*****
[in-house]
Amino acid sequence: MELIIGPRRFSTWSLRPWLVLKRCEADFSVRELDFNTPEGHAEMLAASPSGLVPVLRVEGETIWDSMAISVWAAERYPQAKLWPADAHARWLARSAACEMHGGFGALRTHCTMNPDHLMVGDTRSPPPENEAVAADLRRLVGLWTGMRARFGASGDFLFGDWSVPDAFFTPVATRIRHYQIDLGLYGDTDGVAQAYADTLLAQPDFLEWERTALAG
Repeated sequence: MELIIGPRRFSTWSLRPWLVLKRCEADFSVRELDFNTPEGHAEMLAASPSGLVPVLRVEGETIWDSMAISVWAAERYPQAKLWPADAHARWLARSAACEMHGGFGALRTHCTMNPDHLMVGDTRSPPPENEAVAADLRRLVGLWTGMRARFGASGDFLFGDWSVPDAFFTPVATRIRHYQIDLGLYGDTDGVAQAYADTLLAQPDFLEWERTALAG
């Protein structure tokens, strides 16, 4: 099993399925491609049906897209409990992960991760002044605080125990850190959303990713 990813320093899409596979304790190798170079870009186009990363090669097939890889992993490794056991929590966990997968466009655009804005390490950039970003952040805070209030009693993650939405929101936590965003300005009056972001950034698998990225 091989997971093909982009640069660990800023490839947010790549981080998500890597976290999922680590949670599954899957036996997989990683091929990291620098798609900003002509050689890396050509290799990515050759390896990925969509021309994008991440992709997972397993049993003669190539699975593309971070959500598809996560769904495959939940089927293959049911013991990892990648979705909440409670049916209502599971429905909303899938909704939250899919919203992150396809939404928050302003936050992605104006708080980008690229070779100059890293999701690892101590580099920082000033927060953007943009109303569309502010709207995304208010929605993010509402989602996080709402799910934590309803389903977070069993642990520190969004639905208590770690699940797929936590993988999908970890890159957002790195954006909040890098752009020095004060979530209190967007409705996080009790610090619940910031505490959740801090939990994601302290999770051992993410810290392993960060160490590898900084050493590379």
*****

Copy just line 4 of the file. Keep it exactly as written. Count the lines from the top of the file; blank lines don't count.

């Protein structure tokens, strides 16, 4: 099993399925491609049906897209409990992960991760002044605080125990850190959303990713 990813320093899409596979304790190798170079870009186009990363090669097939890889992993490794056991929590966990997968466009655009804005390490950039970003952040805070209030009693993650939405929101936590965003300005009056972001950034698998990225 091989997971093909982009640069660990800023490839947010790549981080998500890597976290999922680590949670599954899957036996997989990683091929990291620098798609900003002509050689890396050509290799990515050759390896990925969509021309994008991440992709997972397993049993003669190539699975593309971070959500598809996560769904495959939940089927293959049911013991990892990648979705909440409670049916209502599971429905909303899938909704939250899919919203992150396809939404928050302003936050992605104006708080980008690229070779100059890293999701690892101590580099920082000033927060953007943009109303569309502010709207995304208010929605993010509402989602996080709402799910934590309803389903977070069993642990520190969004639905208590770690699940797929936590993988999908970890890159957002790195954006909040890098752009020095004060979530209190967007409705996080009790610090619940910031505490959740801090939990994601302290999770051992993410810290392993960060160490590898900084050493590379």